A review of one of my favorite papers: Cognitive Apprenticeship (Collins, Brown, Newman)
I drew on Cognitive Apprenticeship a lot in my dissertation — so much so that Carl Berger asked me at my proposal, “Are you testing Cognitive Apprenticeship as a model?” I had no idea how to respond, and 25 years later, I still don’t. How do you test a conceptual framework?
Cognitive apprenticeship, like situated learning, starts from the assumption that apprenticeship is a particularly effective form of education. Then it asks, “How do you offer an apprenticeship around invisible tasks?”
What I like about the essay linked below is that it places cognitive apprenticeship in a broader context. Apprenticeship isn’t always the best option (as discussed in the post about the Herb Simon paper).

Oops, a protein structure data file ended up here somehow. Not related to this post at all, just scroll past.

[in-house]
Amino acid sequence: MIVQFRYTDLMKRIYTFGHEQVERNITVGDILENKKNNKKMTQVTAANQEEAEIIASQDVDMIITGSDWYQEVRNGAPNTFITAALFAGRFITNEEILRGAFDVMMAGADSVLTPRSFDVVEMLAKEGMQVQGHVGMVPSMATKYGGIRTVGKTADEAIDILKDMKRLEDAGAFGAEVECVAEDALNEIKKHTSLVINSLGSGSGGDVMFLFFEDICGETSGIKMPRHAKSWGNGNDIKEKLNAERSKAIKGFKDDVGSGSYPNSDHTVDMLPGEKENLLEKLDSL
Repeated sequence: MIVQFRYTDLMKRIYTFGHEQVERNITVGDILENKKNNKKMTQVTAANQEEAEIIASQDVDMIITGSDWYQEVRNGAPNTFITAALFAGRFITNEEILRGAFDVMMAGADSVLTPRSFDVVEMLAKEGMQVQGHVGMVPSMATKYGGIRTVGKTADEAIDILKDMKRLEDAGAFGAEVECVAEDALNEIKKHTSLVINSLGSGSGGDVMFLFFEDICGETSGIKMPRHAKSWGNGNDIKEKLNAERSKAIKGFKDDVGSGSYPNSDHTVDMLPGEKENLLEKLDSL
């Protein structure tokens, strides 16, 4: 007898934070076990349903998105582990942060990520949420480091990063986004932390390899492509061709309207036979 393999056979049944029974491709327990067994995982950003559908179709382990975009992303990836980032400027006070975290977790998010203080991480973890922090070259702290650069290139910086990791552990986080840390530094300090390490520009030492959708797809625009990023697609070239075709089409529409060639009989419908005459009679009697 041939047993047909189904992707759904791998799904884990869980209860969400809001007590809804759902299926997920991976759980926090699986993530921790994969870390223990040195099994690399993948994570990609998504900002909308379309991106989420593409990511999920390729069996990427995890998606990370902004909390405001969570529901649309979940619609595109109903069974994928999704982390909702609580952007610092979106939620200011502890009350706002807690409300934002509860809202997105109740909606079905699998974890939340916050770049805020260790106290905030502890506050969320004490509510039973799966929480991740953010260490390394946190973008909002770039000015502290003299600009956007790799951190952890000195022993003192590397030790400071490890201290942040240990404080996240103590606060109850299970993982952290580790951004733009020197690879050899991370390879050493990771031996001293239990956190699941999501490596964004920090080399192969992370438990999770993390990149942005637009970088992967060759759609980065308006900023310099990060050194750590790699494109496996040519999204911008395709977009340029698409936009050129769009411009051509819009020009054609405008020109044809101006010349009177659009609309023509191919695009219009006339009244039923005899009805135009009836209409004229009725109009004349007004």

Active listeners or readers, who test their understanding and pursue the issues that are raised in their minds, learn things that apprenticeship can never teach. To the degree that readers or listeners are passive, however, they will not learn as much as they would by apprenticeship, because apprenticeship forces them to use their knowledge. Moreover, few people learn to be active readers and listeners on their own, and that is where cognitive apprenticeship is critical–observing the processes by which an expert listener or reader thinks and practicing these skills under the guidance of the expert can teach students to learn on their own more skillfully.